• I then join all nets by their common vias:
    • For every net in the design:
      • For every via in this net:
        • I merge the net with all other nets that contain this via.
By the end of this, we have a set of Nets that are mad up of electrically connected rectangles and vias, that span multiple metal layers. We can now render all of the nets to have an overview of all the metal layers in the chip:

We can finally start making some sense of the chip. For instance, the repeating horizontal and thick vertical traces are power rails. However, we're still just dealing with passive electrical connections, and no logic. Let's work on this next.

Step 3 - map nets to cells

We now want to create a representation of all the logic cells in this design, with their I/O pins mapped to nets. Here's how I went about this:
  • For every cell of the design, I calculated the absolute coordinates of the I/O pins that I mapped out earlier.
    • For every I/O pin, I find a net that contains it on a rectangle in metal layer 1. I map this net as that pin for this cell. I also back-map this the other way around - what pins on what cells is a given net connected to.
This leaves us with nice (albeit not super easy to traverse from a programming point of view) graph of nets and cells, connected together by the cells' I/O pins. We can generate our first netlist from this:

Hooray! We could go to town on this and feed it into a Verilog simulator and try to blackbox this netlist as is. But I used some extra automation to make my life easier.

Netlist Analysis

The first thing I did was prune all of the buffer cells from the netlist. The code is quite simple, I just find all buffers in the design and merge nets on the input and output:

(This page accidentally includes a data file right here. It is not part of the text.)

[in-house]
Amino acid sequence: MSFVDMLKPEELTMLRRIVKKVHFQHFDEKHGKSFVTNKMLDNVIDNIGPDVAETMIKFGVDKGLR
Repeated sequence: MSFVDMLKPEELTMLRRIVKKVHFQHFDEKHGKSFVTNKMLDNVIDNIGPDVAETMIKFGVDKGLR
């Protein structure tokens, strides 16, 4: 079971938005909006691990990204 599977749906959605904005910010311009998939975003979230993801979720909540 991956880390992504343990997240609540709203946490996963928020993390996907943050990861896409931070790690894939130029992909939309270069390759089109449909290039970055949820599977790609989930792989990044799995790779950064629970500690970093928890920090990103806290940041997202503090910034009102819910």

This makes our netlist much nicer. Nice enough, in fact, to notice a few key facts:
  • All the D-flip-flops are clocked from the outside clock line synchronously
  • All the D-flip-flops are daisy-chained together via AND gates.
  • All the only other use of the D-flip-flops data outputs, apart from daisychaining, is to drive a large combinatorial network of logic gates that outputs the 'unlocked' signal.

This means that we're basically just dealing with a single large shift register fed from the 'in' and 'clock' lines and a bunch of combinatorial logic that checks its' state.

I then performed some extra analysis of the cells to find the actual stages of the shift register. I started from the 'in' signal, and looked for the next AND gate (sometimes implemented via INV/NOR gates) that would then feed the next flip-flop, which would then feed the next AND gate, etc:

This found 320 stages (all the D-flops in the design), which hints at a 40-byte ASCII encoded flag as the key.

The last and final step was to reverse engineer the combinatorial logic that checks the shift register outputs. Of course, I also automated that part. I traversed from the 'unlocked' net down recursively until I found either more gates, or one of the shift register stages (which I now knew to which bit of the key they corresponded). This let me build an AST of the expression that calculates the 'unlocked' value as a function of the shift register data.

Finally, I fed this AST (first converted back into assignment expressions) to the Z3 SMT solver to get the flag.


Extremely fun task, and mad props to its' author. I had a lot of tun writing the tooling from scratch over the weekend and highly recommend it as a practical exercise in algo coding. I will definitely take a closer look at EDA tools for VLSI, though :).

I definitely hope to see more challenges like these at other CTFs.